The education industry responds to the teacher pay award announcement yesterday that teachers will receive a “landmark” payrise of 8.9% for those joining the profession outside of London and 5% for teachers with 5+ years’ experience.
The latter is “an increase on the government’s initial proposal of 3%, in recognition of the broader economic context and the STRB’s recommendations”, said the DfE.
While, “The competitive new starting salary will help attract top quality talent and further raise the status of the teaching profession.”
Younger teachers’ pay penalty, against their peers in comparative occupations, has increased dramatically more than the average for the profession as a whole – James Zuccollo, EPI
James Zuccollo, director for school workforce at the Education Policy Institute (EPI), said: “In recent years, teachers’ pay has suffered due to low wage growth comparative to the rest of the economy. Unsurprisingly, this year’s teacher pay awards will not reverse this decade-long decline in real terms pay. This decline has negatively impacted important efforts to enhance recruitment and retention within the profession.
“It’s clear, however, that younger teachers’ pay has suffered to a greater extent than that of more experienced teachers. Over the last decade, younger teachers’ pay penalty, against their peers in comparative occupations, has increased dramatically more than the average for the profession as a whole. Teachers outside of London under the age of 30, for instance, earn 10% less than comparative professionals their age, whilst those in their 50s earn only 3.5% less.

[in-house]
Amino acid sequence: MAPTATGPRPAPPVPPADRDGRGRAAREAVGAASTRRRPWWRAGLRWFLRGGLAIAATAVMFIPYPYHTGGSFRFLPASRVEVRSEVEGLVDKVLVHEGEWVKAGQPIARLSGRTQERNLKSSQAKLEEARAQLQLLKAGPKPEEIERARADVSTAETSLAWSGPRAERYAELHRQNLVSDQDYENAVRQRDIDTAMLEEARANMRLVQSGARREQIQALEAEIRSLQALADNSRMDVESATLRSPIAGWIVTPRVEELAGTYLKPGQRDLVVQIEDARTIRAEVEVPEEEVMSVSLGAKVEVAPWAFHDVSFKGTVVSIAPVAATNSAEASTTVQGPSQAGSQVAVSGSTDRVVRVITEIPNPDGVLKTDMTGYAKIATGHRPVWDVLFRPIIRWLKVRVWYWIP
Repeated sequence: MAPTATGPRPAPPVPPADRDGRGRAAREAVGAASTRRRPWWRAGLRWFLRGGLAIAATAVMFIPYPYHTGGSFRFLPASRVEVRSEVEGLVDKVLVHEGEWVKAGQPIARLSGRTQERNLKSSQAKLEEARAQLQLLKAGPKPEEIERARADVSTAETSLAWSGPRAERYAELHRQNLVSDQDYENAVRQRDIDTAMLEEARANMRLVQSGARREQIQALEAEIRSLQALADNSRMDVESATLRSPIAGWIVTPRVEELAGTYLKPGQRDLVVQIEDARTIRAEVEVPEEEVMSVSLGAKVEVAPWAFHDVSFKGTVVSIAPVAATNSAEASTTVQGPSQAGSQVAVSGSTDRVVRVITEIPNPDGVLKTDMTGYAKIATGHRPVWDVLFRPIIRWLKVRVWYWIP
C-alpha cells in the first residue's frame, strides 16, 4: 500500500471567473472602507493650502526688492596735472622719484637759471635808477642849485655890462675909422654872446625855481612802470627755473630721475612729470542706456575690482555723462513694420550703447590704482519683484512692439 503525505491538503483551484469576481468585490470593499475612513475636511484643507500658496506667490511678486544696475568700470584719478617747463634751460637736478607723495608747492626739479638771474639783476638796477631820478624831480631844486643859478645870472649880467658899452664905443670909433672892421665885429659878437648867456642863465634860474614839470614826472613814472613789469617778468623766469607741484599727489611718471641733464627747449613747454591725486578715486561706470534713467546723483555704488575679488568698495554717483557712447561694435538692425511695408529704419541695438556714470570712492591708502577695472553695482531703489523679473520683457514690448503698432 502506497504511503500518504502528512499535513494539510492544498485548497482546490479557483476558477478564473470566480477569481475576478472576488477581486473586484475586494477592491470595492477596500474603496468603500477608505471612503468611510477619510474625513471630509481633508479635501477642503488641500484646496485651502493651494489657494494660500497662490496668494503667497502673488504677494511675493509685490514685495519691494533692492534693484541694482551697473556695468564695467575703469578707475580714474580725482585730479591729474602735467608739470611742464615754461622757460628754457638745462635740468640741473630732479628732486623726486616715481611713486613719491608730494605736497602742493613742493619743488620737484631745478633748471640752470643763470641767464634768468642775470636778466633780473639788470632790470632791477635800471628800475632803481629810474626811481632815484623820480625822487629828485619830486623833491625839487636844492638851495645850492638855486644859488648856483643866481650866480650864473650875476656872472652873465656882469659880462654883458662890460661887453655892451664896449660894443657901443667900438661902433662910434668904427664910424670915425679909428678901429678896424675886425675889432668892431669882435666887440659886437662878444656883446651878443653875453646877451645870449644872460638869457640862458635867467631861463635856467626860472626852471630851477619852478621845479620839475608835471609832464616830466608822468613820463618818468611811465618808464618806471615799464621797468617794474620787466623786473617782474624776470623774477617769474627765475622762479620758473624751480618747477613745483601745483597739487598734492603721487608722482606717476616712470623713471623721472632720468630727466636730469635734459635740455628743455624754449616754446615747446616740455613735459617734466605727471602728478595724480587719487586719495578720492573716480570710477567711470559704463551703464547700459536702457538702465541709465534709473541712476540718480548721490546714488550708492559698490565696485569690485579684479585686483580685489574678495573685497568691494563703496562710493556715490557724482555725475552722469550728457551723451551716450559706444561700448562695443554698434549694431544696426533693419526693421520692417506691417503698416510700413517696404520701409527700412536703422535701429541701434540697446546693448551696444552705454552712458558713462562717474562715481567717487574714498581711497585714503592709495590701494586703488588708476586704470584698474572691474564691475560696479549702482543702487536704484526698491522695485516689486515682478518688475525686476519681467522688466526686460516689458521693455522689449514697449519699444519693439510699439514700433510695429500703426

“Given their unwillingness to fund a more costly pay settlement, it therefore makes sense for the government to focus the largest wage increases on younger teachers. Narrowing the pay penalties teachers face, where they are most severe, will provide support for recruitment into the profession, where it is most needed. Looking ahead, however, the government must remain focused on improving retention rates for all teachers.”
Meanwhile, NFER school workforce lead, Jack Worth, said: “We welcome the Pay Review Body’s recommendation for teacher pay to increase by more than the government initially proposed in March, especially for experienced teachers, and for the government to accept the recommendation.
Our analysis back in June, which we partnered with the Gatsby Foundation for, showed that the government’s original proposals were insufficient to tackle the growing teacher recruitment and retention challenges, especially in STEM subjects, and recommended that the government revise its pay award.
… we are disappointed that the government has not provided any new funding to cover the additional pay increase. Underfunded teacher pay rises could have costly impacts… Jack Worth, NFER
“However, we are disappointed that the Government has not provided any new funding to cover the additional pay increase. Underfunded teacher pay rises could have costly impacts, such as staff redundancies and reduced resources for other provision, which will be detrimental to pupils’ learning. The Department for Education should urgently be working with the Treasury to get additional funding for schools in the Autumn budget.”
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